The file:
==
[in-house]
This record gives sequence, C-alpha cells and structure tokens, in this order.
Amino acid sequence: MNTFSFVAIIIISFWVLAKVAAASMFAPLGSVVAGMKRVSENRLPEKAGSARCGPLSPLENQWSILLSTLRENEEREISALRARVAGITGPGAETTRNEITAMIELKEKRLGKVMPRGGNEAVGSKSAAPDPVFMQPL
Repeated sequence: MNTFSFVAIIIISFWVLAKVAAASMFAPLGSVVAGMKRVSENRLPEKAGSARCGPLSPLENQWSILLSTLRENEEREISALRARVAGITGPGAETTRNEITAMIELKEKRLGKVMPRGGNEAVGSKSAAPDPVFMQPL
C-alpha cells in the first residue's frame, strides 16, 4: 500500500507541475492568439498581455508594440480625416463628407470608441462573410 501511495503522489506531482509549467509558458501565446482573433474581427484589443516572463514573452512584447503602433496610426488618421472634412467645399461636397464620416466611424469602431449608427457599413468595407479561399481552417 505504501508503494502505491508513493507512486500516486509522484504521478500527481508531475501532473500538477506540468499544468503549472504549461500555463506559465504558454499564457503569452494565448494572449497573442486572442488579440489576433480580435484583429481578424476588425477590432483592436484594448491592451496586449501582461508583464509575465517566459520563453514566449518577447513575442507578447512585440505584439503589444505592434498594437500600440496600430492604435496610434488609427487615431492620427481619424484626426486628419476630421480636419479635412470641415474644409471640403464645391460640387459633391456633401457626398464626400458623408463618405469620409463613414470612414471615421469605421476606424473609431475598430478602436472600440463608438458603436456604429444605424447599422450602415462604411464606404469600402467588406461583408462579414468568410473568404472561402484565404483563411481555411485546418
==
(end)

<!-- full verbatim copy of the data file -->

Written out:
[in-house]
This record gives sequence, C-alpha cells and structure tokens, in this order.
Amino acid sequence: MNTFSFVAIIIISFWVLAKVAAASMFAPLGSVVAGMKRVSENRLPEKAGSARCGPLSPLENQWSILLSTLRENEEREISALRARVAGITGPGAETTRNEITAMIELKEKRLGKVMPRGGNEAVGSKSAAPDPVFMQPL
Repeated sequence: MNTFSFVAIIIISFWVLAKVAAASMFAPLGSVVAGMKRVSENRLPEKAGSARCGPLSPLENQWSILLSTLRENEEREISALRARVAGITGPGAETTRNEITAMIELKEKRLGKVMPRGGNEAVGSKSAAPDPVFMQPL
C-alpha cells in the first residue's frame, strides 16, 4: 500500500507541475492568439498581455508594440480625416463628407470608441462573410 501511495503522489506531482509549467509558458501565446482573433474581427484589443516572463514573452512584447503602433496610426488618421472634412467645399461636397464620416466611424469602431449608427457599413468595407479561399481552417 505504501508503494502505491508513493507512486500516486509522484504521478500527481508531475501532473500538477506540468499544468503549472504549461500555463506559465504558454499564457503569452494565448494572449497573442486572442488579440489576433480580435484583429481578424476588425477590432483592436484594448491592451496586449501582461508583464509575465517566459520563453514566449518577447513575442507578447512585440505584439503589444505592434498594437500600440496600430492604435496610434488609427487615431492620427481619424484626426486628419476630421480636419479635412470641415474644409471640403464645391460640387459633391456633401457626398464626400458623408463618405469620409463613414470612414471615421469605421476606424473609431475598430478602436472600440463608438458603436456604429444605424447599422450602415462604411464606404469600402467588406461583408462579414468568410473568404472561402484565404483563411481555411485546418